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Massimo Brunamonti

EGEA’s six-monthly assembly and the appointment of a new Secretary General

EGEA, the European Garage Equipment Association, held its usual six-monthly meeting on October 10 in Brussels where, as usual, the quantity and importance of the activities presented was significant, as highlighted by President Dave Garratt.

First and foremost, and not only in order of presentation, the activity of the working group WG2 Diagnosis, illustrated by the Vice-Chairman Harald Neumann (ASA-Bosch). Many issues are still open, both in Brussels at the European Commission and in Geneva at UNECE and are putting pressure on the whole Association to the point that the Assembly considered it appropriate to convene a special strategic session in January 2020 to decide how to act in the face of the historic challenges that will affect the market in the coming years.

Other working groups have been intensely occupied over the past six months. Among these, the WG2 Emissions led by Georges Petelet (GIEG-Capelec) has been following developments surrounding particulate emission tests in the Netherlands, Belgium and Germany; the WG6 chaired by Massimo Mambrilla (AICA-Space) has completed work on the EGEA standard for "Phase-Shift" suspension testers, which will be proposed to the competent authorities and MOT operators as a pan-European solution; In addition, the recently established WG11 on headlamp testing has already produced its first results, as illustrated by the group leader Imre Makra (ASA-Beissbarth), i.e. the guidelines for updating headlamp testing during MOT inspections as well as the international reference standards, also in this case to be proposed to the competent authorities.

AFCAR activities represent a vital commitment for the entire association, as illustrated by EGEA Technical Manager Neil Pattemore; EGEA confirms its dedication and collaborative spirit with its sister company FIGIEFA, though asking for better coordination and guidance at the same time.

However, the most significant moment of the Assembly revolved around talks of a new Secretary General. Following the termination of Eleonore Van Haute’s term, the Assembly decided to find a new Secretary General. The search was subsequently completed with excellent results: Jordi Brunet Garcia, former technical manager of VTEQ, Spanish company specialized in overhaul equipment, and already active collaborator of EGEA as group leader of WG6, was appointed as the new Secretary General. In addition to his long experience in the sector, Brunet has vast experience in dealing with national and European standards bodies and competent authorities; this, together with his experience, made Brunet the perfect choice.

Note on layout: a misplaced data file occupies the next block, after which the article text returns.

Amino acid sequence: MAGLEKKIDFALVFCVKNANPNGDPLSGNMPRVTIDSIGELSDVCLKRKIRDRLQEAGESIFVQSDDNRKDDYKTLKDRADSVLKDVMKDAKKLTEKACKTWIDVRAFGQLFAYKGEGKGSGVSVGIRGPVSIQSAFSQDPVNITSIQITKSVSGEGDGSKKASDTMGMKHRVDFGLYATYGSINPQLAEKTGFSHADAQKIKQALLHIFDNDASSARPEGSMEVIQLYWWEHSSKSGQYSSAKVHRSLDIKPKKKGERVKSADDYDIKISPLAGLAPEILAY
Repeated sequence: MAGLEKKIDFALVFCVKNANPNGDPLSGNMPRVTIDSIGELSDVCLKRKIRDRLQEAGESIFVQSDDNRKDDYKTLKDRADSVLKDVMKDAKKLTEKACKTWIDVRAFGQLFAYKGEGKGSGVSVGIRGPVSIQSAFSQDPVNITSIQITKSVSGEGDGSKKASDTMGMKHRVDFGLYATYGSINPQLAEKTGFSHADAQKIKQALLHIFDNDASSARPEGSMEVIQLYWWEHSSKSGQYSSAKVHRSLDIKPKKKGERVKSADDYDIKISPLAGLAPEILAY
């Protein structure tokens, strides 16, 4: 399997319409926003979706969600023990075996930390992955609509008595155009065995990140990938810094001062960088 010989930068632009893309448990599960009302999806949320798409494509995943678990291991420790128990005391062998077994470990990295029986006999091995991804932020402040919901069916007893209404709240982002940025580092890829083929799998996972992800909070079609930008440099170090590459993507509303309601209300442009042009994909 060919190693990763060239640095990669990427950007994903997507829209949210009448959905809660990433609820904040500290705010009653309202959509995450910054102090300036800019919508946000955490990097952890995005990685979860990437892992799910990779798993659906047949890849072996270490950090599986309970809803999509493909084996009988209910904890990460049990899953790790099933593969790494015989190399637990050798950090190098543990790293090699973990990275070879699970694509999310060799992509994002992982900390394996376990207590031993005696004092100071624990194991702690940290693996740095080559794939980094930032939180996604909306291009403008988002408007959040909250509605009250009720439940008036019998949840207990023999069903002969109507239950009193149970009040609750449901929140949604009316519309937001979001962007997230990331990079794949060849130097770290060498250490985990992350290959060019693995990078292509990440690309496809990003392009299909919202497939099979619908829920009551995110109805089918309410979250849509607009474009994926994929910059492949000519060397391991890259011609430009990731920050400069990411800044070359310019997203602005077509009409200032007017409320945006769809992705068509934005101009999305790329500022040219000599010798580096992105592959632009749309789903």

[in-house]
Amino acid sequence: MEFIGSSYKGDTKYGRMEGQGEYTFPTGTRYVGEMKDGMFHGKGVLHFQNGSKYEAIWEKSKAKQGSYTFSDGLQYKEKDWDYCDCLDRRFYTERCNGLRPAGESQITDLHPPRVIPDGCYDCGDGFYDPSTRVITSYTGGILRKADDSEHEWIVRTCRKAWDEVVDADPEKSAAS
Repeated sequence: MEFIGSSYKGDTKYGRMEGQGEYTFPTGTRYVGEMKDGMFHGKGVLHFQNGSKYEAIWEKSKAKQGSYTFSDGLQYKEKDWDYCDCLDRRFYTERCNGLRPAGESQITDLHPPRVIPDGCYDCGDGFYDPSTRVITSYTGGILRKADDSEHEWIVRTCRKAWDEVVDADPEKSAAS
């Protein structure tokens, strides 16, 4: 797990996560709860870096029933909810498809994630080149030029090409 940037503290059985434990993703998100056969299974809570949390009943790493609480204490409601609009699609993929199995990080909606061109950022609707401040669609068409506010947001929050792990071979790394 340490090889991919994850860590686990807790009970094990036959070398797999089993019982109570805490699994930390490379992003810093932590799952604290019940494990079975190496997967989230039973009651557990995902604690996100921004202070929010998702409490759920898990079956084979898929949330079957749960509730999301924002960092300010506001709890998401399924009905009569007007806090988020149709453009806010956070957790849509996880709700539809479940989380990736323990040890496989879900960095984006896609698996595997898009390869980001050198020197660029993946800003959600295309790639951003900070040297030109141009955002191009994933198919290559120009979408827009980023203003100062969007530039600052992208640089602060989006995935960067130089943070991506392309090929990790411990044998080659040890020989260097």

AICA wishes Jordi all the best for his work ahead; our sector requires a constant commitment in coping with the dynamic changes taking place that are nerve-wracking on the one hand, but exciting and a source of great opportunities on the other. Last but not least, the acquisition of the French Equip'Auto trade-fair as a sponsor of EGEA is a new development. Equip'Auto, a long-standing trade event, joins Autopromotec and Automechanika as partners of EGEA.


The European Commission working group on free data access - The 2019 AFCAR Manifesto for Freedom in Car-Repair

The Commission's work on remote diagnostics under EU Regulation 2018/858 on vehicle type-approval has reached a climax. Between October and December, three meetings of the working group of the Directorate-General for the Internal Market and Industry are scheduled, in which the European elite in the field of automotive diagnostics and telematics will participate. The topic is always the same: access to vehicle data and information security, but linked to an increasingly complex scenario that involves connected vehicles.

Once again, different positions came to the fore among the various actors, as explicitly reported by the Commission itself: on the one hand, car manufacturers, represented by ACEA, pushing for the Extended Vehicle solution, and on the other hand, the entire car repair sector represented by EGEA (European Garage Equipment Association) as part of the AFCAR coalition, united and determined in demanding direct, safe and non-discriminatory access.

Discussions are still heated and in progress: as already announced, the Commission will take stock of the situation and on the basis of the results it will finance, at the beginning of the new year, an independent study to identify the solution, to be implemented already during the spring of 2020.

This is a decisive moment; the decisions will have consequences for the whole car repair world and not only, for years to come. This is why AFCAR, the Alliance for the Freedom of Car Repair in Europe, has decided to publish the2019 Manifestoin favour of anopen and competitive data access for all in the car repair sector. AFCAR represents the entire industry including spare parts dealers, repairers, insurance companies, leasing companies, consumers and SMEs and stands united in favour of the right to choose in the age of connected cars.

The 2019 Manifesto addresses the need for an updated and modern approach to the digital economy in line with the ambitious plan to support European innovation, which requires adequate legislation to ensure competition in a modern economy.

A key aspect of the problem, the Manifesto states, is the need for direct, real-time access to vehicle data and their functions, and a specific legislation that allows both innovation and competition to the point of ensuring that the EU remains at the forefront of the connected and autonomous car race.